It was the job Isaac LeBlanc had been looking for. And he couldn’t pass up the chance to give it a shot.

Isaac LeBlanc is the next Waterville football coach, athletic director Heidi Bernier announced Monday. Submitted photo

LeBlanc was hired as head football coach at Waterville Senior High School, the school announced in an email Monday. The 31-year-old LeBlanc takes over for Matt Gilley and will lead the Purple Panthers in their first season as an 8-man football program.

“Being a high school football coach is something that’s always been on my radar. And it just seemed to work out,” said LeBlanc, a former quarterback and linebacker at Jay High School before graduating in 2007. “It just seems like a perfect opportunity for me to get my foot in the door at the high school level. I’m just really thrilled.”

Waterville athletic director Heidi Bernier, who hired LeBlanc on Thursday, said she believes he will be an enthusiastic addition to the school.

“Isaac is well-known in the community and well-respected,” she said. “I think he’s got a lot of passion for the game, I think he’s a student of the game, and I think he’s going to bring a lot of energy to our program.”

LeBlanc is a familiar figure in the Waterville sports community. He’s the athletic director at the Alfond Youth and Community Center and has been there since 2010, and has worked with many of the Waterville players in clinics and organizations over the years.

That familiarity, LeBlanc said, is one of the reasons he’s looking forward to taking over a team that went 2-6 and missed the playoffs in Class C last season.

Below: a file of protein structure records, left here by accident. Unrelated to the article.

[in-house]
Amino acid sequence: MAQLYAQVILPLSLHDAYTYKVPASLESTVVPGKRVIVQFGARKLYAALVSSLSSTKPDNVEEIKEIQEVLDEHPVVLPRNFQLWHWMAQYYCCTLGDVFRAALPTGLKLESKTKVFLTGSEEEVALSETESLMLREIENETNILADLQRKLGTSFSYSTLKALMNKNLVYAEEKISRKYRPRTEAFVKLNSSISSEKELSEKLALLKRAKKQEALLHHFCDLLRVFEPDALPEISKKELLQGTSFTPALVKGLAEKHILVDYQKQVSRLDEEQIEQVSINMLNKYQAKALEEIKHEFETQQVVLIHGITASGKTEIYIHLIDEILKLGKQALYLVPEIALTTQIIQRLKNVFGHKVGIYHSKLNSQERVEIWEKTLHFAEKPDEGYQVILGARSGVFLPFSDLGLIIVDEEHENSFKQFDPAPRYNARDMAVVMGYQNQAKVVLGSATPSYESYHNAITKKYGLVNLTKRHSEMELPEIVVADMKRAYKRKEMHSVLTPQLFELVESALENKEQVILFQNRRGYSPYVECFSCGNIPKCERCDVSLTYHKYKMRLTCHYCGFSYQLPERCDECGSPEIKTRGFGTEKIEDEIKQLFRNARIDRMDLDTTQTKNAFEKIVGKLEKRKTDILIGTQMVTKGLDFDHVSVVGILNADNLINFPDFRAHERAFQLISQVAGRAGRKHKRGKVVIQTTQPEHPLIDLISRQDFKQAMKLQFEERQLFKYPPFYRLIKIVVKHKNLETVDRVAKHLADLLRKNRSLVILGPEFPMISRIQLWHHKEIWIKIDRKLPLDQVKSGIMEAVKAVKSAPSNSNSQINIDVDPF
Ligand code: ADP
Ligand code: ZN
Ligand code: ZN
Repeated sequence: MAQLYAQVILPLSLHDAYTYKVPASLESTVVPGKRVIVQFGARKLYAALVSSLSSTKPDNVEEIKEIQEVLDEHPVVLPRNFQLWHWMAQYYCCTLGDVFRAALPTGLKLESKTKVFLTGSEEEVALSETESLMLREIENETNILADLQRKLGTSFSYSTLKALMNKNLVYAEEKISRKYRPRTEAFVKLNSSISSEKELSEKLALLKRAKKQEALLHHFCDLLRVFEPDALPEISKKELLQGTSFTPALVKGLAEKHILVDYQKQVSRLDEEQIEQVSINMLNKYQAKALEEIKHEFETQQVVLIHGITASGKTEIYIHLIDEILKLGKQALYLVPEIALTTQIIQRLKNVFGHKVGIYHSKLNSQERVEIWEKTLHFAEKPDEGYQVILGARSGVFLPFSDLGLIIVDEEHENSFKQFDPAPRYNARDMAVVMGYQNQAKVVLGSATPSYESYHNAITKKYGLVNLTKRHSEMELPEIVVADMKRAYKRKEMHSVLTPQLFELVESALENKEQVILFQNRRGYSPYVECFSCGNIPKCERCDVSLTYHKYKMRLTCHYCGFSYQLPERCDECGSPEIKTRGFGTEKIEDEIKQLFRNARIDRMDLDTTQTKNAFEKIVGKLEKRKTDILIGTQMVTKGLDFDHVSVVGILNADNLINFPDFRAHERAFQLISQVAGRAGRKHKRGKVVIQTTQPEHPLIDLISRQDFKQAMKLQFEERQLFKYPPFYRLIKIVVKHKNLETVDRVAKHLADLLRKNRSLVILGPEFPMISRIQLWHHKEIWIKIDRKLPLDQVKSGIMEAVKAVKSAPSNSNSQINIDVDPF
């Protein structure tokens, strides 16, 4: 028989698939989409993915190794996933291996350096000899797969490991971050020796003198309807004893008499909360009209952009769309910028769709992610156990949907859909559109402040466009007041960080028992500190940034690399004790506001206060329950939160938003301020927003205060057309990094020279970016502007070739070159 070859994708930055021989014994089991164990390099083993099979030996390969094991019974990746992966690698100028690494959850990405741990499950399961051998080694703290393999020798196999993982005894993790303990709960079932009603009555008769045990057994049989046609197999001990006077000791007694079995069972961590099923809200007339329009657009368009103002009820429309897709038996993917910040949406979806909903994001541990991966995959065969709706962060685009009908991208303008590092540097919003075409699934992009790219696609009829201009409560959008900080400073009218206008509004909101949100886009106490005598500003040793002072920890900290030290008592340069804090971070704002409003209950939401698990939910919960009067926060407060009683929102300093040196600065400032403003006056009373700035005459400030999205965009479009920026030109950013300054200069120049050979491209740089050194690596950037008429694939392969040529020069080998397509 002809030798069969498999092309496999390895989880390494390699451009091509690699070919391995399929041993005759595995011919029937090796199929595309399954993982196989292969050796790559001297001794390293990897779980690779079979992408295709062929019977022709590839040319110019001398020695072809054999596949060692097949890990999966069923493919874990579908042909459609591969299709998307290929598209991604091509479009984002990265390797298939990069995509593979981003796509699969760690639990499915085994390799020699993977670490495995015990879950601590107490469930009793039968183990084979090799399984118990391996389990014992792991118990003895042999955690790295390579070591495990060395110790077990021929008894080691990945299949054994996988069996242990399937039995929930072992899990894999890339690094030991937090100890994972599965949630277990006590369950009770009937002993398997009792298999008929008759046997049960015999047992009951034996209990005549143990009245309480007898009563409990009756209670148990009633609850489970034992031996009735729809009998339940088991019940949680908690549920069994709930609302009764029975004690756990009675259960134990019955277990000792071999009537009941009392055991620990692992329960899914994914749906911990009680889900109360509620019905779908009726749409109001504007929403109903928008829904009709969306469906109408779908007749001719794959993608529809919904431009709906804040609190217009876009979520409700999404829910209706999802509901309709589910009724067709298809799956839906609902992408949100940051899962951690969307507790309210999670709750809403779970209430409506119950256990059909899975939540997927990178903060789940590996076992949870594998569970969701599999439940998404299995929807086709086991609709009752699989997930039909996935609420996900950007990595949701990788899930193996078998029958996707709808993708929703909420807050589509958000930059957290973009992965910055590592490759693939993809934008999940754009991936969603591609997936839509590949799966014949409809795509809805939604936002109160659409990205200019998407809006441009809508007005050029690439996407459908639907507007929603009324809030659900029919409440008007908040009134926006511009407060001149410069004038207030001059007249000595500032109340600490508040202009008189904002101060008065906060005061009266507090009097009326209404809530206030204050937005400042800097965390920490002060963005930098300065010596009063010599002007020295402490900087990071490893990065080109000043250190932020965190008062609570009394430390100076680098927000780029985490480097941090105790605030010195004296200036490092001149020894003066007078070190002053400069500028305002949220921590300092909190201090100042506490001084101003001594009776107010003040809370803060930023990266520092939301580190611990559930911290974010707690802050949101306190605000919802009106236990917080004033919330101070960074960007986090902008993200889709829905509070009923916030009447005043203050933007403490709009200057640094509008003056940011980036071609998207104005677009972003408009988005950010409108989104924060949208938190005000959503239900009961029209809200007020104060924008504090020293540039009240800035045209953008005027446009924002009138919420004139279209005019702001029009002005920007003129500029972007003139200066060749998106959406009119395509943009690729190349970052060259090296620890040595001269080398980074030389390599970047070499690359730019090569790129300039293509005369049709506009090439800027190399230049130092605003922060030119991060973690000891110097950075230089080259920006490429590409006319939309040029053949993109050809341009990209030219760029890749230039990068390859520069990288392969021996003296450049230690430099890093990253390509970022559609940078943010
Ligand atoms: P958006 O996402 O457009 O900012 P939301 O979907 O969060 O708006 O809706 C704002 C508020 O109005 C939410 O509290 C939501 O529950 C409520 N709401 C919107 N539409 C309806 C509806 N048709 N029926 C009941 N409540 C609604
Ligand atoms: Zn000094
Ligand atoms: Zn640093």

“It’s exciting to get the opportunity to coach a lot of those guys again,” he said. “I’ve lived in the Waterville area since 2007, I’ve been here a while, I know a tremendous amount of people in the community. … That, mixed with my passion for football being my favorite sport and my favorite sport to coach, everything just seemed to line up. When this popped up, I was like, ‘I’ve got to go for this.'”

Bernier said LeBlanc’s community connections could strengthen the program’s turnout.

“It was very clear in his interview that he had a lot of energy and was willing to put the time in to improve our program,” Bernier said. “Our numbers have been declining … and you need someone who’s going to invest the time and energy to grow that program. Certainly, Isaac’s connection with the youth feeder program should assist with that.”

LeBlanc has run camps and taught youth football, but acknowledges he has no coaching experience at the high school level. He called it “the elephant in the room,” but said he’s excited for the task.

“I look at that as a great opportunity and a great challenge,” he said. “To learn and gain a better understanding of the game, (which is) a process that should never stop, anyway. A coach is always looking for ways to improve and get better.”

LeBlanc said he’s looking forward to scheming for opponents and drawing up game plans, and teaching those concepts to his players.

“Probably the most rewarding part of coaching has always been when players that you coach finally start to see the payoff of why you do all these things,” he said, “why you rep so many times and why you work so hard. When they finally see (it) and the light bulb comes on in their mind, that this is worth it, it justifies what you’re doing as a coach.”


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